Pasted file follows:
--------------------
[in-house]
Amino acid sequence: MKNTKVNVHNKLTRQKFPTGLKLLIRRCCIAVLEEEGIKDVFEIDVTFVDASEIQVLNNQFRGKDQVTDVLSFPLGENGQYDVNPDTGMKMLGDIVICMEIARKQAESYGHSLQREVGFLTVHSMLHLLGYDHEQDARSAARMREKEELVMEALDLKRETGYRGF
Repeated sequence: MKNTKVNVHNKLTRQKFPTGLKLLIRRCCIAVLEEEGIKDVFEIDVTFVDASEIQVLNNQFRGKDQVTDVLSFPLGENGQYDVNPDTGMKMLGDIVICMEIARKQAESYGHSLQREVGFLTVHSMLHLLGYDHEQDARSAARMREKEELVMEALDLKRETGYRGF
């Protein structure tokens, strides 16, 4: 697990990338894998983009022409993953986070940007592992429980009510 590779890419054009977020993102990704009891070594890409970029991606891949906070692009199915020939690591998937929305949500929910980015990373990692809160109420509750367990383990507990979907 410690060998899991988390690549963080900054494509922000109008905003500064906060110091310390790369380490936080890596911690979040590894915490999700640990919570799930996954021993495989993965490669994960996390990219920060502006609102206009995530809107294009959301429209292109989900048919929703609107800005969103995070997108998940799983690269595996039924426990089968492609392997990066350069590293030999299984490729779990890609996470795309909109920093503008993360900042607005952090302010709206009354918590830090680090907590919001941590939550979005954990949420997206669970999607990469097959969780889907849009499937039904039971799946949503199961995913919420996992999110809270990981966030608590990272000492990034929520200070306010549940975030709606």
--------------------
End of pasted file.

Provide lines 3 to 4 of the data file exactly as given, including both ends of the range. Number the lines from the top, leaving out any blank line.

Repeated sequence: MKNTKVNVHNKLTRQKFPTGLKLLIRRCCIAVLEEEGIKDVFEIDVTFVDASEIQVLNNQFRGKDQVTDVLSFPLGENGQYDVNPDTGMKMLGDIVICMEIARKQAESYGHSLQREVGFLTVHSMLHLLGYDHEQDARSAARMREKEELVMEALDLKRETGYRGF
């Protein structure tokens, strides 16, 4: 697990990338894998983009022409993953986070940007592992429980009510 590779890419054009977020993102990704009891070594890409970029991606891949906070692009199915020939690591998937929305949500929910980015990373990692809160109420509750367990383990507990979907 410690060998899991988390690549963080900054494509922000109008905003500064906060110091310390790369380490936080890596911690979040590894915490999700640990919570799930996954021993495989993965490669994960996390990219920060502006609102206009995530809107294009959301429209292109989900048919929703609107800005969103995070997108998940799983690269595996039924426990089968492609392997990066350069590293030999299984490729779990890609996470795309909109920093503008993360900042607005952090302010709206009354918590830090680090907590919001941590939550979005954990949420997206669970999607990469097959969780889907849009499937039904039971799946949503199961995913919420996992999110809270990981966030608590990272000492990034929520200070306010549940975030709606």